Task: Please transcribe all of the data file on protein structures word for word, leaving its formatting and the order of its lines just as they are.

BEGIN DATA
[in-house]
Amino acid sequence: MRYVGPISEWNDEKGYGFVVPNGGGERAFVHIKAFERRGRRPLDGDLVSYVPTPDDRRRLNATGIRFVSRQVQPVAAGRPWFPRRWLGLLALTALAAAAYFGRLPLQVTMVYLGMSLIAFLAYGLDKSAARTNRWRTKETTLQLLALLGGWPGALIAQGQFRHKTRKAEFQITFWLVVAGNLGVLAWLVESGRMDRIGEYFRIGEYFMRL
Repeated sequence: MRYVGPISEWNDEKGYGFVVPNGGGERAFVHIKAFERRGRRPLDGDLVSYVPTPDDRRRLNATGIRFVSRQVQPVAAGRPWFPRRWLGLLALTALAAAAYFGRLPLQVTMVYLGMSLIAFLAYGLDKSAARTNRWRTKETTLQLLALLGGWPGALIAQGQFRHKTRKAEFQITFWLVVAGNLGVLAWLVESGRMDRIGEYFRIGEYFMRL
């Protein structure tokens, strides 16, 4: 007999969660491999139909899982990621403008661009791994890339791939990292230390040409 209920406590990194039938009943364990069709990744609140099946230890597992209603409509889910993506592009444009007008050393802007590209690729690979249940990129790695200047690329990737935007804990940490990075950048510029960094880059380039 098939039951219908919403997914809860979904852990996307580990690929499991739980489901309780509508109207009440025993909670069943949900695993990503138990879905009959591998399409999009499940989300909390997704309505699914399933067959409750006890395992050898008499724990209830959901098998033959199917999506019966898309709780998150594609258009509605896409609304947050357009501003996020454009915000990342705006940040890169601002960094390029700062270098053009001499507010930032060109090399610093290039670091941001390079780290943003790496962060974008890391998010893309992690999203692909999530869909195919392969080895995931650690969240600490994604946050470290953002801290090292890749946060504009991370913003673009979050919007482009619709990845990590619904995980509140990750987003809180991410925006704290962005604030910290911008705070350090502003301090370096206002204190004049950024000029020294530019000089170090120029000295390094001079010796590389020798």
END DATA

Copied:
[in-house]
Amino acid sequence: MRYVGPISEWNDEKGYGFVVPNGGGERAFVHIKAFERRGRRPLDGDLVSYVPTPDDRRRLNATGIRFVSRQVQPVAAGRPWFPRRWLGLLALTALAAAAYFGRLPLQVTMVYLGMSLIAFLAYGLDKSAARTNRWRTKETTLQLLALLGGWPGALIAQGQFRHKTRKAEFQITFWLVVAGNLGVLAWLVESGRMDRIGEYFRIGEYFMRL
Repeated sequence: MRYVGPISEWNDEKGYGFVVPNGGGERAFVHIKAFERRGRRPLDGDLVSYVPTPDDRRRLNATGIRFVSRQVQPVAAGRPWFPRRWLGLLALTALAAAAYFGRLPLQVTMVYLGMSLIAFLAYGLDKSAARTNRWRTKETTLQLLALLGGWPGALIAQGQFRHKTRKAEFQITFWLVVAGNLGVLAWLVESGRMDRIGEYFRIGEYFMRL
């Protein structure tokens, strides 16, 4: 007999969660491999139909899982990621403008661009791994890339791939990292230390040409 209920406590990194039938009943364990069709990744609140099946230890597992209603409509889910993506592009444009007008050393802007590209690729690979249940990129790695200047690329990737935007804990940490990075950048510029960094880059380039 098939039951219908919403997914809860979904852990996307580990690929499991739980489901309780509508109207009440025993909670069943949900695993990503138990879905009959591998399409999009499940989300909390997704309505699914399933067959409750006890395992050898008499724990209830959901098998033959199917999506019966898309709780998150594609258009509605896409609304947050357009501003996020454009915000990342705006940040890169601002960094390029700062270098053009001499507010930032060109090399610093290039670091941001390079780290943003790496962060974008890391998010893309992690999203692909999530869909195919392969080895995931650690969240600490994604946050470290953002801290090292890749946060504009991370913003673009979050919007482009619709990845990590619904995980509140990750987003809180991410925006704290962005604030910290911008705070350090502003301090370096206002204190004049950024000029020294530019000089170090120029000295390094001079010796590389020798």